George Washington Carver First-Year Scholars display projects about the impact of “Isms.”

George Washington Carver First-Year Scholars taught others about internalized homophobia during ISCORE 2020.

Madison Mason

Iowa State Conference on Race and Ethnicity (ISCORE) is an opportunity for students to not only learn, but to educate others about issues going on in the world. In one breakout session, the George Washington Carver First-Year Scholars taught other students, faculty and community members about the different “-isms” in the world. 

A large group of students known as the George Washington Carver Scholars set up their various poster boards around the Great Hall in the Memorial Union, in order to educate their peers and other staff members about sexism, racism, homophobia and xenophobia, and where these “-isms” appear. 

Students covered various topics like ableism, internalized homophobia, colorism, sexism in media, xenophobia against Latinx, heteronormativity in children’s movies, racism in the workplace, and many other topics. These topics were then translated into the interpretations that these George Washington Carver students had, and how they viewed these “-isms” at Iowa State.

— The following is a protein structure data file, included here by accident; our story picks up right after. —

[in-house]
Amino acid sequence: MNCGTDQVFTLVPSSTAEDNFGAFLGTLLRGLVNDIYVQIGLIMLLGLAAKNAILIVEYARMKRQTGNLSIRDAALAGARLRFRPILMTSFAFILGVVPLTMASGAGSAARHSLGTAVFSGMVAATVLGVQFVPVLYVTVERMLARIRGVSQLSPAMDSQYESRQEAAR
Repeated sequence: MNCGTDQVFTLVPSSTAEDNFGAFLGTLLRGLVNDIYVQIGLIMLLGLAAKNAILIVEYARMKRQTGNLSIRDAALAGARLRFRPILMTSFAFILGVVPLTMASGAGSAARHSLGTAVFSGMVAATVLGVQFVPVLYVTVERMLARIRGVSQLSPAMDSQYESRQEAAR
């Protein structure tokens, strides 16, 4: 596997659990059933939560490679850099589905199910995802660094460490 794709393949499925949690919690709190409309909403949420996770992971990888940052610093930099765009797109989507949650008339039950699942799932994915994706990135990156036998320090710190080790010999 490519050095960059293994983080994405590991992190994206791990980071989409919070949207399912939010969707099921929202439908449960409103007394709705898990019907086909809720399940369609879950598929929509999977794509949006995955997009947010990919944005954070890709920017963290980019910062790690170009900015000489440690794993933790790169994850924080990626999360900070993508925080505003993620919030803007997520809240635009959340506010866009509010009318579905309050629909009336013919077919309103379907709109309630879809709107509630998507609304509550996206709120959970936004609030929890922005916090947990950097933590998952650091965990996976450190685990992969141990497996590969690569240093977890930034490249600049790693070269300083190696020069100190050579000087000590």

Each group of George Washington Carver scholars, about three students per group, created poster boards that had the aspects of their topic that they had researched displayed on them. 

Attendees of this session could walk around in a circle in the Great Hall to look at all the poster boards, in which the scholars would greet an attendee and speak about their project. Each student would have an opportunity to talk about the specific parts of the project in which they researched. 

The scholars used definitions to define key terms that were used for their project, had some sort of introduction to what their project was about, the history behind their certain topic or literature components, the problem overall that is displayed in timelines or statistics, involved some sort of visual component to not only express their topic better, but also to keep attendees engaged, as well as had resolutions that the students made themselves to solve the social issues they talked about. 

After the scholars presented their information to attendees, attendees had the opportunity to ask any question about the project, in which the student scholars would answer questions to the best of their ability. After attendees were done with a group, they could move on to the next to learn about a completely different topic from the last.